1) Something unique to the routine but easy to start
2) Something that is a daily duty that must be done.
3) The disliked task that you want to do (IE the Running).

For my example the components are as follows.
0) Put on exercise clothes
1) Sledgehammer exercises (After stretching do an upper body routine using an ordinary sledgehammer)
2) Take the dog out back for his business.
3) Go running (with the dog).

Each factor builds on the other.
Step 1 gives an immediate, relatively easy, and unique response to the trigger.
Step 2 builds on the routine, and is something unavoidable.
This serves to make step 3 feel inevitable. It will become something that you have to do.
And I'll stress it again, the key is follow-through. If you start then you *must* complete the routine. It's better to not bother with Step 0 at all, than it is to go to Step 2 and skip Step 3.

The former actually builds to the If-Then structure, while the latter gives you an escape hatch. And that undermines the whole idea of building a habitual behavior. The whole point is through practice to make it so that once you start you *will* finish.

Another factor is the use of the dog. If you have a dog and want to exercise more, take him with you. He'll enjoy and want the exercise and thus will want you to do it, and will get happy seeing you start the routine. Dogs are creatures of habit too. It'll be better for him and you.

Also much like my suggestion of daily practice (be it writing, art, or music) you should track the days you exercise. I found a simple red plus on a year calendar is a helpful way to show the days I exercised versus the days I did not.

Finally, a word on improvement. Doing the exact same routine does reinforce things, but gets stale. I found that edging my limits helps. I have a set amount that I run: From my house, around the block, and stopping at a corner. I found that simply pushing to the next corner every week or so does nicely. Again consistency is key. Once you set out to do it, do everything in your power to complete it.

Thursday, September 22, 2011

So.... Debate.

Yeah, not watching. I'd rather listen to last week's Vicious Circle and work on some wood grips.

I will be checking in on Steven Green's Drunkblogging.

*sigh* Negative votes would be so much better. Will have to elaborate that idea later on.

Oh, talked with Wee'rd and have decided on a new holster Not sure on the brand yet, why I need some time.

Woo... thrilling.

Wednesday, September 21, 2011

Dating Don'ts

A bit of dating advice via Ace of Spade's Overnight Thread.

Good stuff. Mostly common sense stuff.

Basically, a date's not an excuse to vent about your past or interrogate them about theirs, and a bit about self control (drinking, emotions, spending, drama-llama).

And ends with a pet peeve of mine.

7. Playing on your cell phone. When my boyfriend and I go to dinner, I turn my phone off (and we’ve been together two years). So the least you can do on a first date is make a good first impression by not answering your phone at the table or playing Angry Birds during dessert.

Yes. Gah, that's a killer. Maybe it's an age thing but if you must leave your phone on put it in vibrate and discretely check to see if it's an emergency.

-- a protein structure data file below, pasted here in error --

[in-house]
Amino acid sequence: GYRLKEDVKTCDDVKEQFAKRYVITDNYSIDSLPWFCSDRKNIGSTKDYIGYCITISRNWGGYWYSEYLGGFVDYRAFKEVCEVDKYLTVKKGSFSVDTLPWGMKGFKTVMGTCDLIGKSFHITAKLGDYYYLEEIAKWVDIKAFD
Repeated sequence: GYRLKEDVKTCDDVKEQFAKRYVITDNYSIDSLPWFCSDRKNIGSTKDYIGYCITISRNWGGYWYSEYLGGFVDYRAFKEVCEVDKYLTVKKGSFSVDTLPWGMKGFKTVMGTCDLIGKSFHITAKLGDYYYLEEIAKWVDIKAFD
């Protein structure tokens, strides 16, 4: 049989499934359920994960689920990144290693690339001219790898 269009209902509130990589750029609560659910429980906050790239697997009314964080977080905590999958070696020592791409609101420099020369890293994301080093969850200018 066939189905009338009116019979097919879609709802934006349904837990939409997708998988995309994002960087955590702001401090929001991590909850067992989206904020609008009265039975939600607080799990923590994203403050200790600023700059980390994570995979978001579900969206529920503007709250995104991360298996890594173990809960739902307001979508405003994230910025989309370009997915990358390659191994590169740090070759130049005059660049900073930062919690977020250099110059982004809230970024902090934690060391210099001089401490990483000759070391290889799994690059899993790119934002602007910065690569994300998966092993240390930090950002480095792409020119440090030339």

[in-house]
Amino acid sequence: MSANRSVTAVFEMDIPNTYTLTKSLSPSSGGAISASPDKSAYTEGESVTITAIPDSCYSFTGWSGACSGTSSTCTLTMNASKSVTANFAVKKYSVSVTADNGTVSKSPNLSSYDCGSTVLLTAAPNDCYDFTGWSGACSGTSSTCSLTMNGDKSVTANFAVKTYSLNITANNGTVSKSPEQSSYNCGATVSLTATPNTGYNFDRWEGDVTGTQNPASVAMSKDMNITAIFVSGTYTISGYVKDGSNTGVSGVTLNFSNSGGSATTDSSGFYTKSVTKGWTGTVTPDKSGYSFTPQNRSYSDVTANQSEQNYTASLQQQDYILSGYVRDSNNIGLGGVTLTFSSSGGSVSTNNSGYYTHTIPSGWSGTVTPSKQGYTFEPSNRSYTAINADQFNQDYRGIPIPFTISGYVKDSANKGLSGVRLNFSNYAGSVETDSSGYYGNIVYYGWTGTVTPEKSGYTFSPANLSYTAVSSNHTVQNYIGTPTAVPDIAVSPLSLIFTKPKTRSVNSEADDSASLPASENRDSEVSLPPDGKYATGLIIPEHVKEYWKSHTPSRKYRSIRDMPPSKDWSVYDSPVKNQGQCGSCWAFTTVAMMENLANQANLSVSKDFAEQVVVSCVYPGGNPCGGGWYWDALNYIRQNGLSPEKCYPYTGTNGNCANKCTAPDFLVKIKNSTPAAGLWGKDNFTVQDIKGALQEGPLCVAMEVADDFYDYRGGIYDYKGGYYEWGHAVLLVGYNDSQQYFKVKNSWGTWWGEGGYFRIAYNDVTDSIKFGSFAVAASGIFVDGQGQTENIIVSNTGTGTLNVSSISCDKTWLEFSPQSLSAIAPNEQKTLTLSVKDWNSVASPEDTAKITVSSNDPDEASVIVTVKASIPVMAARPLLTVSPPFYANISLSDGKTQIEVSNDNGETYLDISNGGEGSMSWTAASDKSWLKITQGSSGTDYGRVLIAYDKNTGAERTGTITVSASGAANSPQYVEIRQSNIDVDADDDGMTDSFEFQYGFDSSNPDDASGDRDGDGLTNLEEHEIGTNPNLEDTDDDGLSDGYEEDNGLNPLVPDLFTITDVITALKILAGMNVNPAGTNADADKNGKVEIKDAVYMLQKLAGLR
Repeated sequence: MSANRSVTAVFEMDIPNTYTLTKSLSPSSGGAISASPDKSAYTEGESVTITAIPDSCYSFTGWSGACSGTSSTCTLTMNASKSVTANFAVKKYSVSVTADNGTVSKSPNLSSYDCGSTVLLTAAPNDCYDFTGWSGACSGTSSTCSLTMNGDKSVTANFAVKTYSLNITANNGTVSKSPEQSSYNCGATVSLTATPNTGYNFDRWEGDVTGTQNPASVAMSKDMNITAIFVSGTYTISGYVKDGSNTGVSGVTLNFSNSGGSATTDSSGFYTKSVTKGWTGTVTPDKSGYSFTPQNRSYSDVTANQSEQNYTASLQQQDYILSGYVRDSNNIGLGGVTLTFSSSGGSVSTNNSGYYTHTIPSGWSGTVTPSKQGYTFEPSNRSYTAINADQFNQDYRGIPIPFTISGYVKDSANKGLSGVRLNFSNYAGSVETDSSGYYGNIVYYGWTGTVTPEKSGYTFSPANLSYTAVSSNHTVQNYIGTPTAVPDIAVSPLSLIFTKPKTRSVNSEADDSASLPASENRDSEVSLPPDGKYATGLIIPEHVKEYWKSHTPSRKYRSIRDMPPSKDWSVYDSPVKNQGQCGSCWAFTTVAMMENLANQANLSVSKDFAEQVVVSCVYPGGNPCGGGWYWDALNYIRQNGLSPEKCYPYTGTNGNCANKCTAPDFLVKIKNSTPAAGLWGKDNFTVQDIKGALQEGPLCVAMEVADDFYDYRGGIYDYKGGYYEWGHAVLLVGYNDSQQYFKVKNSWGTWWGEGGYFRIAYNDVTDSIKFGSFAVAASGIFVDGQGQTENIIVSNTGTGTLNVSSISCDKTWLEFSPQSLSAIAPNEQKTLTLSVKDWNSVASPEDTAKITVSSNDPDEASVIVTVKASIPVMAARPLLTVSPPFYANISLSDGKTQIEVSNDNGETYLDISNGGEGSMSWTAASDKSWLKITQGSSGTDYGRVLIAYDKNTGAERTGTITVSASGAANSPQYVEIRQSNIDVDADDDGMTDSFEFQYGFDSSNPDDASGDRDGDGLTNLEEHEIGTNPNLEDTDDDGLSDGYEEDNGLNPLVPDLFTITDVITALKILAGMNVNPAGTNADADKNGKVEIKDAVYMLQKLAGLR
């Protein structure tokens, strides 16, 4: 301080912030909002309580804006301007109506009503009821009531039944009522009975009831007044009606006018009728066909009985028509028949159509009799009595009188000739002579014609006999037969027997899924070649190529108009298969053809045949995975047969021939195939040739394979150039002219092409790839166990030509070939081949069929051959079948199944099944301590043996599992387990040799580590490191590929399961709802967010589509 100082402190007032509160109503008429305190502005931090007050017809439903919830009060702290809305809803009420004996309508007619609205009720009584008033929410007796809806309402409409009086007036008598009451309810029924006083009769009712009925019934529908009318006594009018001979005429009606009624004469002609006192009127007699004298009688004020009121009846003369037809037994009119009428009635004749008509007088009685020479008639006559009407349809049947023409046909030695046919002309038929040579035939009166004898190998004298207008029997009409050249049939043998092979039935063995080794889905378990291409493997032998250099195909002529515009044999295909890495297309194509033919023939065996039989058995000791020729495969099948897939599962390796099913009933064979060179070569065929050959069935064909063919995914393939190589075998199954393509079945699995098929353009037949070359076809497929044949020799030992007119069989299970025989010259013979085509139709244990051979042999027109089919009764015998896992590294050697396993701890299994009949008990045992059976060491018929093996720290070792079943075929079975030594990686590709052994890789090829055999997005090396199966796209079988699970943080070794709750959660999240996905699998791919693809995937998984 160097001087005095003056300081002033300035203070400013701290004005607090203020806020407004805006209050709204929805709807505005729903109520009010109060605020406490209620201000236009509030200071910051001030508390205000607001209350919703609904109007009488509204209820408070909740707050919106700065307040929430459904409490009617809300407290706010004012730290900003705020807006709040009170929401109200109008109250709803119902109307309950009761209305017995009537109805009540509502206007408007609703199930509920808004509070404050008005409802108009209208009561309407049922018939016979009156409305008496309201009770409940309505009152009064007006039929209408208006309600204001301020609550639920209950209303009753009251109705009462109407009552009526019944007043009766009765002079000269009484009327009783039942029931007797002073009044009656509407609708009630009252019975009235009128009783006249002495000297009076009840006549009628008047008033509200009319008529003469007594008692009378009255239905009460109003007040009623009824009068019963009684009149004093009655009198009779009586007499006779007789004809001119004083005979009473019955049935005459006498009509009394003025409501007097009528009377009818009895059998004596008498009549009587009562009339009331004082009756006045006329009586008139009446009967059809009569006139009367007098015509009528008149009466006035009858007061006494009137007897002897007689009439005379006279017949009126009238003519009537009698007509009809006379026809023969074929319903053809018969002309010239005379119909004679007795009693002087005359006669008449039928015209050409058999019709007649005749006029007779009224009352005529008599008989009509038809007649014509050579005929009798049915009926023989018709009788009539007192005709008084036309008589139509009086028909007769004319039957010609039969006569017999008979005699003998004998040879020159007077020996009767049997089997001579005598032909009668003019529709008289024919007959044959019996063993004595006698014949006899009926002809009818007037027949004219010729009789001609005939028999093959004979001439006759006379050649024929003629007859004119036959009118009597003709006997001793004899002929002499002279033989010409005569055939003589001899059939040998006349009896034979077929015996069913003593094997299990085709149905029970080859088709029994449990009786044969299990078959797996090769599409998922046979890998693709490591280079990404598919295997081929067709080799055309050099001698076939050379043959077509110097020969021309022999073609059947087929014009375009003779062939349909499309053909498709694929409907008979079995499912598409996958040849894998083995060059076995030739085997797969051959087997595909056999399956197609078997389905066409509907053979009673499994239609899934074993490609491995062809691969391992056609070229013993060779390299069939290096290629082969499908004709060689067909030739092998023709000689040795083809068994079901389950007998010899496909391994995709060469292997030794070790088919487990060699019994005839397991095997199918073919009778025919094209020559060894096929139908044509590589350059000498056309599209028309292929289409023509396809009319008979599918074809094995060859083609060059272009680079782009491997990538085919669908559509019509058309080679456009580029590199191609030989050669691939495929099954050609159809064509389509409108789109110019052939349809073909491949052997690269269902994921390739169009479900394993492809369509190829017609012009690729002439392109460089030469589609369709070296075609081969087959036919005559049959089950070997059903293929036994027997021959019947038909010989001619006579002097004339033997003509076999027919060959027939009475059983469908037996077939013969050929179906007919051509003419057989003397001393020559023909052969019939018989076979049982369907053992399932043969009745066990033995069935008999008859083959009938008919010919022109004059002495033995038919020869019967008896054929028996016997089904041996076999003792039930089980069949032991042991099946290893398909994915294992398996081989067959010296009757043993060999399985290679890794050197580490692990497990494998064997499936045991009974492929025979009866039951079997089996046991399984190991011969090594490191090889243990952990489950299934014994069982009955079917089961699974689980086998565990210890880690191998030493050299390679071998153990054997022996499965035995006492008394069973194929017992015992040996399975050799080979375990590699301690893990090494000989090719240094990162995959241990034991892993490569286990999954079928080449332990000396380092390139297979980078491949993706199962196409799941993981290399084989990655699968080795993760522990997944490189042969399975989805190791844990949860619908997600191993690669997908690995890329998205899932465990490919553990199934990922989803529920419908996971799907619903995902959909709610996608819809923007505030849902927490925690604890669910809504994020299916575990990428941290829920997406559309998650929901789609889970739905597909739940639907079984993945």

Ah well. Minor, but first impressions are first impressions for a reason.

Edit: Changed the title for crony alliteration

Gorge the Beast

Obama's latest excuse for not cutting government spending?

It'll raise unemployment!

Nice way to prove the ratchet-effect in governmental growth.

Soo... is that Obama's new plan to create jobs? Just give everyone a government job?

Well... isn't that how he fixed Healthcare? Can you say Job-Mandate?

If there's a plan to ease into Single Payer healthcare, why not ease into Single Employer jobs?

After all, if Healthcare is an issue of life and death, why not jobs? Why not food? Or housing? Oh.

Though not all government jobs are sacrosanct.

I think you can guess which ones Obama will cut, and somehow the money saved there is worth the rise in unemployment.

This is the same man that claims not reinvading Canada err Iraq is a money saving measure.

The perils of large numbers.

A hundred million dollars, a five billion dollars, a trillion. It can all get so foggy and hard to grasp.

But Carrie Lukas points out a simple way the Gainesville Tea Party has found to look at how boned the US is budgetwise.

Let’s remove 8 zeros and pretend it’s a household budget:
Annual family income: $21,700
Money the family spent: $38,200
New debt on the credit card: $16,500
Outstanding balance on the credit card: $142,710
Budget cuts: $385

Evil math! You can't just divide everything by 10,000,000.

Tuesday, September 20, 2011

Speaking of Trucks...

Well... cows weren't bred to be smart.

Hah! Truck fun.

Thanks to spending my annual bonus and double paying for the last year, I'm down to my last monthly car payment.

So naturally, I had to take my truck in front-end work. Well, at least the parts and labor are only another month of payment in equivalent.

And the good news is that now my car doesn't vibrate at high speeds or chew up tires.... which is another needed purchase.

Ah well. It's still worth getting out of that debt.

Sunday, September 18, 2011

Ahh "Fall"

I'm starting to really like this late-summer, early fall.

The air is cool and a bit crisp without being cold. Which means pants and overshirt are quite comfortable.

I'm also liking this better than the equivalent weather in spring. Though that comes from the decrease in yardwork. The lawn grows more slowly and the leaves aren't down yet.

Still have to keep the hedges trimmed and the dog groomed. Australian Sheppards are great dogs, but they have a lot of fur.

Saturday, September 17, 2011

Overheard at the Gunstore.